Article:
However, in the US, the development has been focused on driverless private car and taxi services, which will only increase the number of vehicles on the road.
In Singapore bus drivers are being retrained as bus safety operators under the city-state’s plan to introduce driverless buses from 2022. Autonomous vehicles will cut labour costs, making travel more affordable and it allows better public transport opportunities in crowded cities.
Impact of COVID-19
The Covid-19 pandemic has led to several trials being suspended. Chris de Veer, sector manager smart mobility for the Province of North Holland, says: ‘In the short term the outbreak has obviously slowed down several trials. We can only test live on street and in a realistic scene. I am not sure if this outbreak will slow it all down or speed it up in the long run. Maybe after Corona we will use less public transport and more shared vehicles or taxis. In San Francisco self-driving Ubers seem to be a good alternative for public transport. An unwanted effect is an increase in congestion and worsening traffic flows.’
The pandemic could boost the case for the adoption of AVs. The disease has made shared vehicles less attractive to users, but a regularly cleaned, publicly managed AV minibus might feel better than a vehicle from a private ride-hailing service. In other industries, the pandemic has increased both demand and opportunity for automation. AVs have generally been used to make deliveries rather than transport people, or to move tests from a drive-through location to a lab, with no human supervision on isolated routes.
How ready are we for autonomous driving? According to the Autonomous Vehicles Readiness Index (AVRI) Singapore ranks first and the Netherlands ranks number 2 globally. Find the entire list below:
What technologies do these countries apply? A short summary of the latest technologies with regards to vehicle sensors, Vehicle-to-Infrastructure (V2I) and Advanced Drive Assistance Systems (ADAS) follows.
Vehicle sensor technology 2020
It is supposed to be the new cornerstone of self-driving vehicles: laser radar or LiDAR systems. Laser radar works with other sensors including cameras, ultrasonic and long-range radar to help the cars and trucks of tomorrow find their way around.
Vehicle-to-Infrastructure communication (V2I)
Smart vehicles require smart roads. Vehicle-to-Infrastructure (V2I) communication is the wireless exchange of data between vehicles and road infrastructure. Sensors in road markings, intelligent traffic lights systems, intelligent speed bumps , communication with traffic signals are all part of optimising our way to autonomous driving.
Development of V2V and V2I technologies has progressed smoothly in Japan, South Korea, and China. The automotive manufacturer Toyota anticipates integrating a 5.9-gigahertz intelligent transport system into its automotive line in 2021. By doing this Toyota and Lexus vehicles will be able to communicate with one another and with applicable – likely privately owned – infrastructure.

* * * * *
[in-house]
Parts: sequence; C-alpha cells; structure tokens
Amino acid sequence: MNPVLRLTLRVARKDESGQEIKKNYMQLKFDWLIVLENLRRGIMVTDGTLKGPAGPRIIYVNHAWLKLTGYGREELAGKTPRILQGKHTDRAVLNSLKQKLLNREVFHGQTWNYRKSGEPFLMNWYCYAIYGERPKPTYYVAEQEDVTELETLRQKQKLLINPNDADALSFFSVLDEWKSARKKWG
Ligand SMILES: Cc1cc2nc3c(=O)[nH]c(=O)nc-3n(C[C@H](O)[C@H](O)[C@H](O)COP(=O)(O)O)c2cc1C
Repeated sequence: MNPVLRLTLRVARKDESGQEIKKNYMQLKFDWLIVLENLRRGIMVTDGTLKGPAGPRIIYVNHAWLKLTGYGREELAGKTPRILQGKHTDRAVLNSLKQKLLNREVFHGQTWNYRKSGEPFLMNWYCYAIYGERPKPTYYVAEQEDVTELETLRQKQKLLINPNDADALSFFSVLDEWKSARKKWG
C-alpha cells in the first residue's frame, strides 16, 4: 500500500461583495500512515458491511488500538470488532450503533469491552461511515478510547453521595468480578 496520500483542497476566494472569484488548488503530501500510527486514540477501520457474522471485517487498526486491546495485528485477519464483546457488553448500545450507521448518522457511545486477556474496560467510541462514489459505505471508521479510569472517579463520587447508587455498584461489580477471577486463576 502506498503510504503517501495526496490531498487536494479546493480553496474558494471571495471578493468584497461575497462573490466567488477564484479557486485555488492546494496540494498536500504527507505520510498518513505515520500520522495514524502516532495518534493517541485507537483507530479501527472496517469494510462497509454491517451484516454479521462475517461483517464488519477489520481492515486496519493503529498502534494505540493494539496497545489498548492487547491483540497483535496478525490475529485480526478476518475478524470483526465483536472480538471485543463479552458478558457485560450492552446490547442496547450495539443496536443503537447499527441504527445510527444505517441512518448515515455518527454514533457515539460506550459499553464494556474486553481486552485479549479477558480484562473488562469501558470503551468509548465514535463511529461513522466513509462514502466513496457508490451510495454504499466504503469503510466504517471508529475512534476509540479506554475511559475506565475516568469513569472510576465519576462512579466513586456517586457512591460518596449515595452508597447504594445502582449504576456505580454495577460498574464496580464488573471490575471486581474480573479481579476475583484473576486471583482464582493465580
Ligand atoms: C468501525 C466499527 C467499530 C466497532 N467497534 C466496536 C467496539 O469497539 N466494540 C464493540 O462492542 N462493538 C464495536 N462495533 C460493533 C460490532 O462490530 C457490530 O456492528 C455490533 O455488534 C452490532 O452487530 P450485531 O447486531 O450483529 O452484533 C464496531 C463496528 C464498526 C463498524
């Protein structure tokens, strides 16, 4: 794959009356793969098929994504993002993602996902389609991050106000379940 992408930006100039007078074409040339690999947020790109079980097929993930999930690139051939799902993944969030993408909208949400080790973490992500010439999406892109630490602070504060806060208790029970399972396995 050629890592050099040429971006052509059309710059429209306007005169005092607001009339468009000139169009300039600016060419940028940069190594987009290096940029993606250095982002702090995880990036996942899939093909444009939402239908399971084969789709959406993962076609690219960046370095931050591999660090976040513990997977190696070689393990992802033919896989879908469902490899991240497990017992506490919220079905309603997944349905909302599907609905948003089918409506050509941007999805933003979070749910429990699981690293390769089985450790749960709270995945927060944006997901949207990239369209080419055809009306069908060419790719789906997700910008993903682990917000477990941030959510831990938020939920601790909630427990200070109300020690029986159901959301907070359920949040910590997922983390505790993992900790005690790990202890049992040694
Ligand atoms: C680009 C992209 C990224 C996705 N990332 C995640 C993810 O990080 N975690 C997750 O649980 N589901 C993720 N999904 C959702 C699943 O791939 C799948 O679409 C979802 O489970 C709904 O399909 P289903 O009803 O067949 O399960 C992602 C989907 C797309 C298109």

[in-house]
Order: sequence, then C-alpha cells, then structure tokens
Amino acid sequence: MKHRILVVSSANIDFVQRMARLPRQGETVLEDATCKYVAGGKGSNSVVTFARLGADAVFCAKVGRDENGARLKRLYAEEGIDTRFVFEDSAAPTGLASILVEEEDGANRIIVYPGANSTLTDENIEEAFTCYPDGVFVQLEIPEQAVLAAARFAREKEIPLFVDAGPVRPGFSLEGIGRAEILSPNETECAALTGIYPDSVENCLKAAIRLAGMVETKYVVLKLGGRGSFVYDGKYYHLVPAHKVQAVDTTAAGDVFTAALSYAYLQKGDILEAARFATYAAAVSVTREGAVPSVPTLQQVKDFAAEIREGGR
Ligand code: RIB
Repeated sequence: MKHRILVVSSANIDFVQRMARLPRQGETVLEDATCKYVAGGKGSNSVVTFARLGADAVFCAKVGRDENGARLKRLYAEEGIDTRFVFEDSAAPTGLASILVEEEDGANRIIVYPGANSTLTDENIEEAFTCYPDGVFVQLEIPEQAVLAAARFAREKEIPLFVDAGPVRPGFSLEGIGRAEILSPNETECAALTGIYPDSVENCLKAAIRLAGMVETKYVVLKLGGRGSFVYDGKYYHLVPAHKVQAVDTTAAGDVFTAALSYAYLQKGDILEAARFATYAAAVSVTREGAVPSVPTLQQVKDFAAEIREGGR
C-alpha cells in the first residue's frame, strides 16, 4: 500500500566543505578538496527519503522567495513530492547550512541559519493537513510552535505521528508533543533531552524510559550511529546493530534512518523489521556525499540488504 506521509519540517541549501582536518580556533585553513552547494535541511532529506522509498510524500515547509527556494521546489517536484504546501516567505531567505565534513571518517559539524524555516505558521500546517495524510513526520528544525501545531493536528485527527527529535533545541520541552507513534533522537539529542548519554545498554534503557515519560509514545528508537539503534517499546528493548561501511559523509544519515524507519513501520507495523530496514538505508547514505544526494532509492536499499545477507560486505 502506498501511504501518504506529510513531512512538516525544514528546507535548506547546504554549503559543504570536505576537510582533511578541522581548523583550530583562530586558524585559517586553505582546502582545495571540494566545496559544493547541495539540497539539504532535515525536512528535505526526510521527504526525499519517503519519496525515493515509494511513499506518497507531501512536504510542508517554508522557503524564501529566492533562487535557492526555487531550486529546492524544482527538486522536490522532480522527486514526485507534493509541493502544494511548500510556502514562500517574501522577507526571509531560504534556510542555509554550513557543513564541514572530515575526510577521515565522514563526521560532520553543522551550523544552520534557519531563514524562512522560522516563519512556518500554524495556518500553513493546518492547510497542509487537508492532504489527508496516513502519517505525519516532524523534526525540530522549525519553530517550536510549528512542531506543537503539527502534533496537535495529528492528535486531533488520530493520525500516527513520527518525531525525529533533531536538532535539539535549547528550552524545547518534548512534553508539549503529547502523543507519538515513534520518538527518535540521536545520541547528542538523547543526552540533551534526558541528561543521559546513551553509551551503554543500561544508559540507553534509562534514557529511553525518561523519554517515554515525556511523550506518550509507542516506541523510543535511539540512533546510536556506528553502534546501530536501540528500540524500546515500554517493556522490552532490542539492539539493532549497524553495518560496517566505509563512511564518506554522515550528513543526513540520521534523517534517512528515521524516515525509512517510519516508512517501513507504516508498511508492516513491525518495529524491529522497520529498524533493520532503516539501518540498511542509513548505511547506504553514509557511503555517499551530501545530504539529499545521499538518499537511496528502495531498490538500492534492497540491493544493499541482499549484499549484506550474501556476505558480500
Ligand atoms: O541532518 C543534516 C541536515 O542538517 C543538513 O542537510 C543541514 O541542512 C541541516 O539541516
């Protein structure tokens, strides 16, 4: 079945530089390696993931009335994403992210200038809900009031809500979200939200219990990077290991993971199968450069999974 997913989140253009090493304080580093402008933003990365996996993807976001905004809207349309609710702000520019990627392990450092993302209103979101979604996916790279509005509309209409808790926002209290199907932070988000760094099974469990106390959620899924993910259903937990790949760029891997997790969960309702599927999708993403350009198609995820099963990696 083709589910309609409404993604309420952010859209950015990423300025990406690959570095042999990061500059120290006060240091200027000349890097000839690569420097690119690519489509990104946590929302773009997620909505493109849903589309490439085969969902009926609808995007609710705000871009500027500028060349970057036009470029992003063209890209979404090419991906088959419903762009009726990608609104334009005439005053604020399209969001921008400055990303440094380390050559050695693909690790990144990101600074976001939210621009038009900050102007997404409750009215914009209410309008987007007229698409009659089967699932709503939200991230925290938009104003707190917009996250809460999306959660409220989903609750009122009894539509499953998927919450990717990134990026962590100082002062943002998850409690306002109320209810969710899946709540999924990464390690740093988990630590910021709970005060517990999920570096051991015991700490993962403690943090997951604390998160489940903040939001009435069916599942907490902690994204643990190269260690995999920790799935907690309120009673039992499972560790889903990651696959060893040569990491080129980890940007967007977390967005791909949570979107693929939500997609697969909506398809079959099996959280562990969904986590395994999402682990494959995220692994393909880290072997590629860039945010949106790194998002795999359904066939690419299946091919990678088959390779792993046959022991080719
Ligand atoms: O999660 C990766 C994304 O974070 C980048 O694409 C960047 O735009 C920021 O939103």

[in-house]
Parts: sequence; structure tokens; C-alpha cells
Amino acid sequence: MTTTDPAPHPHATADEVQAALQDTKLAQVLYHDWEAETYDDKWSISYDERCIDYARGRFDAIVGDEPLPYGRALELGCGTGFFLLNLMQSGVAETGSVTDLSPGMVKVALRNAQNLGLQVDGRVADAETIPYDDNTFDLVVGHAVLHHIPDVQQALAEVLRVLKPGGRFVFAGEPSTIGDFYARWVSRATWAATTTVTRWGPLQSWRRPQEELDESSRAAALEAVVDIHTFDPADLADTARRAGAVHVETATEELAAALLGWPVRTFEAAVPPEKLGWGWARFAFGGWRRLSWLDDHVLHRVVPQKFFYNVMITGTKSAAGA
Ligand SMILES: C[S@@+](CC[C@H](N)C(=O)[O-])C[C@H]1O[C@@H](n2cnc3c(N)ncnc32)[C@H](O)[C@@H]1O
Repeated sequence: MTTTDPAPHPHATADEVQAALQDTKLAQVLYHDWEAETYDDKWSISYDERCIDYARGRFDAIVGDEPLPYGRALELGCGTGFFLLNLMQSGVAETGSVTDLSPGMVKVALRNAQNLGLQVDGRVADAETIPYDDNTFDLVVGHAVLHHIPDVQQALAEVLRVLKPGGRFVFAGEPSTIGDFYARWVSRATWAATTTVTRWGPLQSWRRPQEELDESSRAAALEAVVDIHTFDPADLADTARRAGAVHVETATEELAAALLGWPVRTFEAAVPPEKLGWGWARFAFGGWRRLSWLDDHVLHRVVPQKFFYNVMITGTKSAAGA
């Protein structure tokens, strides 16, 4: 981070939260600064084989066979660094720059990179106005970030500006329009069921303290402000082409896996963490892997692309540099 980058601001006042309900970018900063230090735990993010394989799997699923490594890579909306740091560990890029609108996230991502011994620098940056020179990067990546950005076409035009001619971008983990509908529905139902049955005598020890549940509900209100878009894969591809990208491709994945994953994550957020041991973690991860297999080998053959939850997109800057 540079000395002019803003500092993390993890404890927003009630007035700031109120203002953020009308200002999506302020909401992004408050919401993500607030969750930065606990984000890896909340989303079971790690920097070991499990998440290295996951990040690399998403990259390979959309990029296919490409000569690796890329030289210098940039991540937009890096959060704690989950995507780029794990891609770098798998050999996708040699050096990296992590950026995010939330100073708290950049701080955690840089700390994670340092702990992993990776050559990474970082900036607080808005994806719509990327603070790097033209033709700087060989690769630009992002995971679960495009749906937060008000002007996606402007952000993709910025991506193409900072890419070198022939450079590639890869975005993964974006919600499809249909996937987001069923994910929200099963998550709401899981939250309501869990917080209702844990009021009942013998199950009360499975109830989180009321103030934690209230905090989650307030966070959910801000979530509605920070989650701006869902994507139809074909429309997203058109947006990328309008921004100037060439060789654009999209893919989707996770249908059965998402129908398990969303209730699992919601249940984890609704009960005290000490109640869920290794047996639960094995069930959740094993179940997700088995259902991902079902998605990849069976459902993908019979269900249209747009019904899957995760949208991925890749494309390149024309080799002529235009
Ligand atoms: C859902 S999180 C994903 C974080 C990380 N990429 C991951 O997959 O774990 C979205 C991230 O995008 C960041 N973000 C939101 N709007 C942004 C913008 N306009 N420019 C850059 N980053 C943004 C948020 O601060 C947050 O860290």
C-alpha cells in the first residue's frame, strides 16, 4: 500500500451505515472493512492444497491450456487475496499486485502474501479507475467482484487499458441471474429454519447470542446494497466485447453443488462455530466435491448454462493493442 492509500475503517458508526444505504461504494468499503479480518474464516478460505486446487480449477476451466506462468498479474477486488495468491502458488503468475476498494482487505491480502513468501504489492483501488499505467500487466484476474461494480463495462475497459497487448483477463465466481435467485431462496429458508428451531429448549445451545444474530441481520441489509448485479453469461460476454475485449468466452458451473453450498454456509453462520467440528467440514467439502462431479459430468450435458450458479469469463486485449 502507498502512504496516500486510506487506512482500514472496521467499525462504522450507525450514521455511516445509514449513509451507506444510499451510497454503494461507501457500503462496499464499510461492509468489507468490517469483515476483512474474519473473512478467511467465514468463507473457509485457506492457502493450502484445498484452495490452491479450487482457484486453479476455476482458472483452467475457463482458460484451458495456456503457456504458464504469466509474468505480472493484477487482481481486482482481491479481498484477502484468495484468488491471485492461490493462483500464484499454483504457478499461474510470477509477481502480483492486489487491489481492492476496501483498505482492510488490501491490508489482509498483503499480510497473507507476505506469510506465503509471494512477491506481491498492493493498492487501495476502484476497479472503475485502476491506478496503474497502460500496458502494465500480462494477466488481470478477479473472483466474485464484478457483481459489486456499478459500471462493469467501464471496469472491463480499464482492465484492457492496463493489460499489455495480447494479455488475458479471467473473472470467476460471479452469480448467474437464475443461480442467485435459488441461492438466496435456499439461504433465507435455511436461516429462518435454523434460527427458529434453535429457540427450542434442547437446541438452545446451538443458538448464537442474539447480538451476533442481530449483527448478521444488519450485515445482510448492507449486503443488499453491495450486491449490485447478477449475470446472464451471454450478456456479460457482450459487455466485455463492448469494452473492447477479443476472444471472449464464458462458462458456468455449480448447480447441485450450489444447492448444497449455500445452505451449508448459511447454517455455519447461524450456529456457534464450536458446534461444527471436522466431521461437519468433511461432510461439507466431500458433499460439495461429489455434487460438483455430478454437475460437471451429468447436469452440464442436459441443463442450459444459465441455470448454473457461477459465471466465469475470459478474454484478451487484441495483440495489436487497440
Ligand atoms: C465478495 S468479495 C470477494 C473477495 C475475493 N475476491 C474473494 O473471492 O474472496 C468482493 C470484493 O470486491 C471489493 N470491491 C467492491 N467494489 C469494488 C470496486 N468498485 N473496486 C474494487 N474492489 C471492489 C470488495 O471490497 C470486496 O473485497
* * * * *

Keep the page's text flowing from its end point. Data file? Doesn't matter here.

‘To get the full benefit of connected and automated vehicles, you need the infrastructure outfitted. Infrastructure can carry and share information about crashes, traffic jams, sharp curves and with recommended speeds. You can also dynamically change recommended speed based on weather or other conditions.’ -James Sayer, University of Michigan Transportation Research Institute
Advanced drive Assistance systems (ADAS)
Safety of vehicles is most important. ADAS or advanced drive assistance systems can automate certain functions of the driver. A well-known system is adaptive cruise control (ADC) or park assist function.
Another technology that can improve the safety of drivers is fatigue recognition that alerts you when your attention is no longer fully focused on the road. For example, some systems can recognise when the driver is showing signs of drowsiness. The system will warn the driver so that accidents can be prevented.
One step ahead is the Mercedes-Benz Vision AVTR that incorporates biometrics. This new concept car not only detects your pulse, it also detects your breath, has no steering wheel and recognises the driver with a control system activated with the palm.
Would you like to know more about the future of road safety in relation with autonomous driving? Don’t forget to register for our webinar on August 25. We will be talking to Bill Sowell of International Road Federation (IRF), Serge van Dam of Rijkswaterstaat (Dutch national highway and waterworks authority) and Roy Fridman of Foretellix on smart technologies used and views on how to make important steps to achieve our Vision Zero ambition.
Register here to join the webinar live or receive the recording afterwards.
*Taeihagh, Araz; Lim, Hazel Si Min (2 January 2019). "Governing autonomous vehicles: emerging responses for safety, liability, privacy, cybersecurity, and industry risks". Transport Reviews.